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Mid West grain farmers enjoying ‘above average’ harvest, but late start will see them working past Christmas

Michael RobertsMidwest Times
Mullewa farmer Tarleah Thomas.
Camera IconMullewa farmer Tarleah Thomas. Credit: Michael Roberts/Geraldton Guardian/Michael Roberts/Geraldton Guardian

Mid West farmers say they will have to work well past Christmas to deliver this year’s grain crop after a historically late and stop-start beginning to harvest.

While WA farmers as a whole are predicted to smash tonnage records with the 2021 crop, Mid West growers are only expecting an average or above average season locally.

The latest Grain Industry Association of Western Australia crop report estimated the Geraldton port zone would contribute just over 3.15 million tonnes of grain to the State total, behind Esperance (3.38mt), Albany (3.95mt) and Kwinana (8.78 mt).

If those predictions are realised the more than 19.26mt crop will break WA’s last production record of 18.1mt from 2016.

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Mullewa farmer Andrew Thomas said 2021 would be one of their better years, but certainty nothing record breaking.

“It’s a good season, prices are good, yields are good — quality is holding up even though we have had a lot of rain,” he said.

“It’s moving very slowly with the weather we have had but I’m sure that will change and we will get into a good straight run.

“At the rate we are going at the moment we aren’t going to be finished till after Christmas.

“It will take all of December and maybe even into January if we don’t get any more weather delays.”

A header harvests canola on the Thomas’ farm outside Mullewa.
Camera IconA header harvests canola on the Thomas’ farm outside Mullewa. Credit: Michael Roberts/Geraldton Guardian/Michael Roberts/Geraldton Guardian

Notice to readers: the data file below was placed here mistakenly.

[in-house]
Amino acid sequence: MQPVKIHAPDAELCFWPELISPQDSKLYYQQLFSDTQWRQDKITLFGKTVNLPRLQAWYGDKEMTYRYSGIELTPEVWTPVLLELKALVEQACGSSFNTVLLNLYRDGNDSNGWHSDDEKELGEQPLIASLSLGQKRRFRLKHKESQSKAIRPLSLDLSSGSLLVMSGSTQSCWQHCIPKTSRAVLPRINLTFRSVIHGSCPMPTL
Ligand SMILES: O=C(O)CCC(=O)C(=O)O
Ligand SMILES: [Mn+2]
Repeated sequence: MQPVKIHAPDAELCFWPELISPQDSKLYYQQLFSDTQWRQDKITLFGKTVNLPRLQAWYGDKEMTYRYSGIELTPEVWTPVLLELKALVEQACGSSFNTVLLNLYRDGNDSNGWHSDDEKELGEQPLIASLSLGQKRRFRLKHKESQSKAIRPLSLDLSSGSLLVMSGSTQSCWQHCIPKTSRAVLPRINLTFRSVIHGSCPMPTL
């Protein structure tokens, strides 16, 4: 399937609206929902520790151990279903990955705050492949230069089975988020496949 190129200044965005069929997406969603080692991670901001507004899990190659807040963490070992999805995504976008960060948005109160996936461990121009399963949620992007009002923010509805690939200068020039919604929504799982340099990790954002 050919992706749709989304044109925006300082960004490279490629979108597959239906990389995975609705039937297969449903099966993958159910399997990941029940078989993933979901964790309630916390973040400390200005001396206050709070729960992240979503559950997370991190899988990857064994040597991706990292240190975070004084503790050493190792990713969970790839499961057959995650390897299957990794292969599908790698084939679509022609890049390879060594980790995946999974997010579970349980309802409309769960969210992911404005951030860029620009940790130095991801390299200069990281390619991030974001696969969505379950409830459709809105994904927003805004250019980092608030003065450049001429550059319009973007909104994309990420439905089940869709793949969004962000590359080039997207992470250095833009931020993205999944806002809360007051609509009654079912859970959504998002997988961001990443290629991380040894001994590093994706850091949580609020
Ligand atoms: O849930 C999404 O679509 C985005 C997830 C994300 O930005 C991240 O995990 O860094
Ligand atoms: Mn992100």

Mr Thomas’ wife, Tarleah, said it was always a relief to see a healthy crop ready for harvest after a number of recent droughts.

“When it’s a really good season like this you feel good seeing what you’ve grown,” she said.

“But in drought years it’s almost the opposite. You put so much love into your crop and it’s sad to see not much coming up and you’re struggling to pay accounts.”

About 20km down the road at Tenindewa, the Critch family is also busily working to catch up on slow start to harvest.

Jennifer Critch, who runs their farming business alongside husband Tim, said workers on their patch would normally finish up at the start of December, but that was now off the cards.

“Normally we start in early October but this time it was towards the end of the October,” she said.

“One of our headers got stuck at the port and we’ve had two stops because of the rain.”

Ms Critch said they took a gamble by planting on the majority of their land.

“It will be one of our good years,” she said. “There has been some areas with a little bit of frost damage and some areas that didn’t yield as much, but others that did better than we thought.

“The price of canola is great too. Canada has had a bad season and the price of fuel is high and the price of canola seems to go up when fuel prices go up as they use canola for alternative fuel sources.”

Maggie and Jennifer Critch on their Tenindewa farm.
Camera IconMaggie and Jennifer Critch on their Tenindewa farm. Credit: Michael Roberts/Geraldton Guardian/Michael Roberts/Geraldton Guardian

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